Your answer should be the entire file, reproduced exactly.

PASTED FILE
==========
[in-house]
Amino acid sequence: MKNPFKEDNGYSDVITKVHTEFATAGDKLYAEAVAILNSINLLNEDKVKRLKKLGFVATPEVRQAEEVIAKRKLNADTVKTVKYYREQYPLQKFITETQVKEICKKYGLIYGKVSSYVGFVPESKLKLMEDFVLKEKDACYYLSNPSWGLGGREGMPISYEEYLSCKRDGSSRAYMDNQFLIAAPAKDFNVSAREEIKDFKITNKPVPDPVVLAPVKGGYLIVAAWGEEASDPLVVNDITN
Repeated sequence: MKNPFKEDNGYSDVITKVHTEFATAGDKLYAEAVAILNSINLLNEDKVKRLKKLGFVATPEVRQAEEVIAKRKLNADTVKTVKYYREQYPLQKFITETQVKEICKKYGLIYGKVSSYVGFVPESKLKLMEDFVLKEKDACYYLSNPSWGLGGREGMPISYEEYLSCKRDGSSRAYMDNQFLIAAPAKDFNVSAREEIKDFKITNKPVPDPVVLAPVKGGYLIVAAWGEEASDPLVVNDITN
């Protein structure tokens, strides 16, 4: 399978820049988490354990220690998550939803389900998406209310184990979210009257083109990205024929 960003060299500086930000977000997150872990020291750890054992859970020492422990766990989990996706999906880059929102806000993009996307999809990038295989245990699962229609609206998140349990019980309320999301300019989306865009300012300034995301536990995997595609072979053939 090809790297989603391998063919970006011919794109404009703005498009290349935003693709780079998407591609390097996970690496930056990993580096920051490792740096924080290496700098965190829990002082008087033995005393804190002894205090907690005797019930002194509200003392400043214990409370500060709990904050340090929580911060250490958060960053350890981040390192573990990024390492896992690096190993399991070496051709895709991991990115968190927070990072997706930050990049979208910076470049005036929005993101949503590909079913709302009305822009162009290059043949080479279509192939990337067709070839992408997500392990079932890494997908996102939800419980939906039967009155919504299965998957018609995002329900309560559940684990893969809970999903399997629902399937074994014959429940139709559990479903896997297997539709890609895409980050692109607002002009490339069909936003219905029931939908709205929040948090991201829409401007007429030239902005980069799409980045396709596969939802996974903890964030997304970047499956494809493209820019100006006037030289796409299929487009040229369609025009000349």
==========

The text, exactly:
[in-house]
Amino acid sequence: MKNPFKEDNGYSDVITKVHTEFATAGDKLYAEAVAILNSINLLNEDKVKRLKKLGFVATPEVRQAEEVIAKRKLNADTVKTVKYYREQYPLQKFITETQVKEICKKYGLIYGKVSSYVGFVPESKLKLMEDFVLKEKDACYYLSNPSWGLGGREGMPISYEEYLSCKRDGSSRAYMDNQFLIAAPAKDFNVSAREEIKDFKITNKPVPDPVVLAPVKGGYLIVAAWGEEASDPLVVNDITN
Repeated sequence: MKNPFKEDNGYSDVITKVHTEFATAGDKLYAEAVAILNSINLLNEDKVKRLKKLGFVATPEVRQAEEVIAKRKLNADTVKTVKYYREQYPLQKFITETQVKEICKKYGLIYGKVSSYVGFVPESKLKLMEDFVLKEKDACYYLSNPSWGLGGREGMPISYEEYLSCKRDGSSRAYMDNQFLIAAPAKDFNVSAREEIKDFKITNKPVPDPVVLAPVKGGYLIVAAWGEEASDPLVVNDITN
């Protein structure tokens, strides 16, 4: 399978820049988490354990220690998550939803389900998406209310184990979210009257083109990205024929 960003060299500086930000977000997150872990020291750890054992859970020492422990766990989990996706999906880059929102806000993009996307999809990038295989245990699962229609609206998140349990019980309320999301300019989306865009300012300034995301536990995997595609072979053939 090809790297989603391998063919970006011919794109404009703005498009290349935003693709780079998407591609390097996970690496930056990993580096920051490792740096924080290496700098965190829990002082008087033995005393804190002894205090907690005797019930002194509200003392400043214990409370500060709990904050340090929580911060250490958060960053350890981040390192573990990024390492896992690096190993399991070496051709895709991991990115968190927070990072997706930050990049979208910076470049005036929005993101949503590909079913709302009305822009162009290059043949080479279509192939990337067709070839992408997500392990079932890494997908996102939800419980939906039967009155919504299965998957018609995002329900309560559940684990893969809970999903399997629902399937074994014959429940139709559990479903896997297997539709890609895409980050692109607002002009490339069909936003219905029931939908709205929040948090991201829409401007007429030239902005980069799409980045396709596969939802996974903890964030997304970047499956494809493209820019100006006037030289796409299929487009040229369609025009000349």